Hindsight is usually reserved for super fans and sports talk radio, with the Patriots especially adept at focusing mostly on what’s down the road, not in the rearview mirror.
But in some cases — say, less than 24 hours after a stinging defeat in the Coffee Capital of the World — a fresh pot of flashback is brewed and ready to be served. It can be cathartic at times, combustible at others. On Monday, Patriots coaches were hoping that by reflecting on what happened late in Sunday’s 24-23 loss to the Seahawks at CenturyLink Field, the same mistakes aren’t made again. The goal? Make it be a learning experience, painful as it was.
The loss, in a game in which the Patriots built a 23-10 fourth-quarter lead, dropped New England to 3-3 and into a tie for first — and last — in the AFC East, with the Jets coming to town this Sunday. The Jets, Bills, and Dolphins are also 3-3.
“We just collectively didn’t do enough in any area,” coach Bill Belichick said in the weekly teleconference, pushed up a day because the players were given Monday off, instead of the traditional Tuesday. “When we really needed it, we weren’t able to make the plays we needed to make.
“We’re all disappointed. We all share in the defeat: coaches, players, offense, defense, special teams, line and skill players, everybody. We’ve come up short in three games, not by very much but it’s been enough. We have to find a way to perform better, both throughout the game and certainly in the critical game-changing situations at the end.”
Tom Brady and the offense assume part of the blame for not taking advantage of the scoring opportunities they had against the Seahawks. They were 1 for 6 in the red zone, threw an interception in the end zone, and wasted a chance to score at the end of the first half with an intentional grounding penalty.
But the defense might bear the bigger brunt of the criticism coming the Patriots’ way. Specifically the secondary, and its inability to avoid big plays by opposing pass offenses.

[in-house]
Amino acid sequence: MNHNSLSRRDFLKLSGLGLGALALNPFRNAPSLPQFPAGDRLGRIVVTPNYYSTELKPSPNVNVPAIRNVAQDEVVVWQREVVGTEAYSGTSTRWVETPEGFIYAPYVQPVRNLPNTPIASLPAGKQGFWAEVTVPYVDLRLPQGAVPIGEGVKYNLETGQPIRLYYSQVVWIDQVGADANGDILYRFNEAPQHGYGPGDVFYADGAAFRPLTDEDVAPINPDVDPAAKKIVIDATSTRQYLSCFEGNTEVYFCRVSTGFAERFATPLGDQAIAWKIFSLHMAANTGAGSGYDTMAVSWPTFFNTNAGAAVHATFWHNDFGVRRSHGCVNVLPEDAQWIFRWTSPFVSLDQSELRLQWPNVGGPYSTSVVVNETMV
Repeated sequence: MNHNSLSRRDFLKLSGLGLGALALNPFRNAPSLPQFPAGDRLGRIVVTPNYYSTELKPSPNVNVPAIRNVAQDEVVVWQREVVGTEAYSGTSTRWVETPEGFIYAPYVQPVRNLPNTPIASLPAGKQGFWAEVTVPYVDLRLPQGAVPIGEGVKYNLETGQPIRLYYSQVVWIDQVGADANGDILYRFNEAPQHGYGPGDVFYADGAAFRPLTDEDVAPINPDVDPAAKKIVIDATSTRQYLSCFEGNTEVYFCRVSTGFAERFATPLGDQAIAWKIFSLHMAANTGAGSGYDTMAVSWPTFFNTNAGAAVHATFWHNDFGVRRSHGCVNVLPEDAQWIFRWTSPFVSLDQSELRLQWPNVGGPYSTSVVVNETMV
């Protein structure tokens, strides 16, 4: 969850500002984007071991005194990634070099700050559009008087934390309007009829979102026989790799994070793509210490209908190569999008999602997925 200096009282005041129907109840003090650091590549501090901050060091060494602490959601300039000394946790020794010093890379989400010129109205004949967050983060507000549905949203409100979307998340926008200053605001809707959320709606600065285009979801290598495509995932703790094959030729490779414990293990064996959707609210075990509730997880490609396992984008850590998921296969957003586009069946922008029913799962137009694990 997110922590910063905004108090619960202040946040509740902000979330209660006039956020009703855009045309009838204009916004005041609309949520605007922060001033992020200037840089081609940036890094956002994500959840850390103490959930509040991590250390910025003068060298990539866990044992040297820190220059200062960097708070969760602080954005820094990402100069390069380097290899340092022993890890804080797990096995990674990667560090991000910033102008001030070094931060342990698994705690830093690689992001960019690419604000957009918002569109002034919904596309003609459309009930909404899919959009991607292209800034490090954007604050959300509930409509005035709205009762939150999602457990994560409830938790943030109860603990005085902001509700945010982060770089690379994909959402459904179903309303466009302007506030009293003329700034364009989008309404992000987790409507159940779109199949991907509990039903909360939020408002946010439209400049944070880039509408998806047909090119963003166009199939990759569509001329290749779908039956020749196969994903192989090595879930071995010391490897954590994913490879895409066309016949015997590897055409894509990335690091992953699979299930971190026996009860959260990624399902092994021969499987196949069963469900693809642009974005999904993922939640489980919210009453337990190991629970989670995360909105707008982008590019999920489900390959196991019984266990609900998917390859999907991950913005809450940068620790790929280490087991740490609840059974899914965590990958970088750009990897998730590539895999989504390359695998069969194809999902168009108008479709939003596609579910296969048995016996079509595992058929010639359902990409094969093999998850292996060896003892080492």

No better example than on Seattle’s game-winning touchdown drive, when rookie quarterback Russell Wilson found a streaking Sidney Rice for a 46-yard scoring pass. Counting penalties, it was the seventh and final play that went for at least 20 yards.
Were the Patriots in the right defensive scheme? Rice made a move on rookie safety Tavon Wilson, and caught the ball before another rookie safety, reserve Nate Ebner, could come over and make a play. Knowing that the Seahawks needed a touchdown, why were the Patriots playing a base defense, with just four defensive backs?
“Could the pass rush have been better? It always can,” Belichick said. “Could the coverage have been better? Definitely. Could we have been in something other than that when that play was called? Of course, that’s part of it, too. We don’t have any defenses designed to give up 50-yard touchdowns.
“Could we have called something else or designed something else? We could have, but we’d have to execute that, too.”
Asked specifically if there should have been at least one more defensive back in the game when the likelihood of Seattle passing was high, Belichick said, “I don’t know. I think we had enough people back there on paper. Look, I’m not trying to put the blame on the players or anything like that, that’s not what this is about. Was there a different call we could have made? There always is.”
The coach who likely made that call, defensive coordinator Matt Patricia, was also asked on Monday about the personnel grouping on the field for Seattle’s winning score.
“I can’t really say that an extra defender or an extra player here or there would have helped us,” Patricia said. “But we’ve got to obviously do a better job overall, from coaching and playing to just handling the situation and the play better.”
Last year and now this year, the Patriots have been susceptible defensively. They ranked next-to-last in yards allowed last season, and are No. 22 through six games this season. Only four teams are allowing more passing yards per game than the Patriots (288.8).
Some of it is a pass rush that has produced just 11 sacks, some of it might be because the Patriots can build leads and force opponents to catch up by throwing. But much of the focus has been on the secondary, its struggles at defending the pass, and its vulnerability against big gains.
Are the mistakes technique, or mental?
“I think you’re probably going to look at both when you go back and take a look at it,” Patricia said. “What could we have done from an awareness standpoint that was better? What could we have done from a technique standpoint that was better? You need to improve on both, because it just wasn’t good enough.”
That seems to be a recurring theme so far this year. No hindsight necessary.Michael Whitmer can be reached at firstname.lastname@example.org. Follow him on Twitter @GlobeWhitmer.